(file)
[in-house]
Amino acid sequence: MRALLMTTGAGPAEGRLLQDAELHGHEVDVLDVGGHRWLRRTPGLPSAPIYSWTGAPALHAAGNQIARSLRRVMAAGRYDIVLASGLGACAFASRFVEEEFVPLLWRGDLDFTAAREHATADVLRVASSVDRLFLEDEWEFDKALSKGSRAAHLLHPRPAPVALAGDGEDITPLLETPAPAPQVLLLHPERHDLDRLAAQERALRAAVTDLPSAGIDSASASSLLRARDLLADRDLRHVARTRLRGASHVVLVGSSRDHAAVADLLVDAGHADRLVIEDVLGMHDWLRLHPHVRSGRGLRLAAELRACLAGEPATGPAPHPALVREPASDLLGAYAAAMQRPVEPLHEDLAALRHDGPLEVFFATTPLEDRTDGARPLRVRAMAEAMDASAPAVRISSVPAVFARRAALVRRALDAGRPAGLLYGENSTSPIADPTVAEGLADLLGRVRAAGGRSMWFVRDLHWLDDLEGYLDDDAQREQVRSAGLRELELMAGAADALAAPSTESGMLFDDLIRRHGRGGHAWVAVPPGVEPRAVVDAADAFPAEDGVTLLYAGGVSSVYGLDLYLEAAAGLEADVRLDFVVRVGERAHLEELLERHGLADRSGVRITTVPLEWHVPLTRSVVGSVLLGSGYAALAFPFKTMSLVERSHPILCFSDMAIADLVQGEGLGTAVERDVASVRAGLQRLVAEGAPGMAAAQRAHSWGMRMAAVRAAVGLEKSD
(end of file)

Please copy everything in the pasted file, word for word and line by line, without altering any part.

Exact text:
[in-house]
Amino acid sequence: MRALLMTTGAGPAEGRLLQDAELHGHEVDVLDVGGHRWLRRTPGLPSAPIYSWTGAPALHAAGNQIARSLRRVMAAGRYDIVLASGLGACAFASRFVEEEFVPLLWRGDLDFTAAREHATADVLRVASSVDRLFLEDEWEFDKALSKGSRAAHLLHPRPAPVALAGDGEDITPLLETPAPAPQVLLLHPERHDLDRLAAQERALRAAVTDLPSAGIDSASASSLLRARDLLADRDLRHVARTRLRGASHVVLVGSSRDHAAVADLLVDAGHADRLVIEDVLGMHDWLRLHPHVRSGRGLRLAAELRACLAGEPATGPAPHPALVREPASDLLGAYAAAMQRPVEPLHEDLAALRHDGPLEVFFATTPLEDRTDGARPLRVRAMAEAMDASAPAVRISSVPAVFARRAALVRRALDAGRPAGLLYGENSTSPIADPTVAEGLADLLGRVRAAGGRSMWFVRDLHWLDDLEGYLDDDAQREQVRSAGLRELELMAGAADALAAPSTESGMLFDDLIRRHGRGGHAWVAVPPGVEPRAVVDAADAFPAEDGVTLLYAGGVSSVYGLDLYLEAAAGLEADVRLDFVVRVGERAHLEELLERHGLADRSGVRITTVPLEWHVPLTRSVVGSVLLGSGYAALAFPFKTMSLVERSHPILCFSDMAIADLVQGEGLGTAVERDVASVRAGLQRLVAEGAPGMAAAQRAHSWGMRMAAVRAAVGLEKSD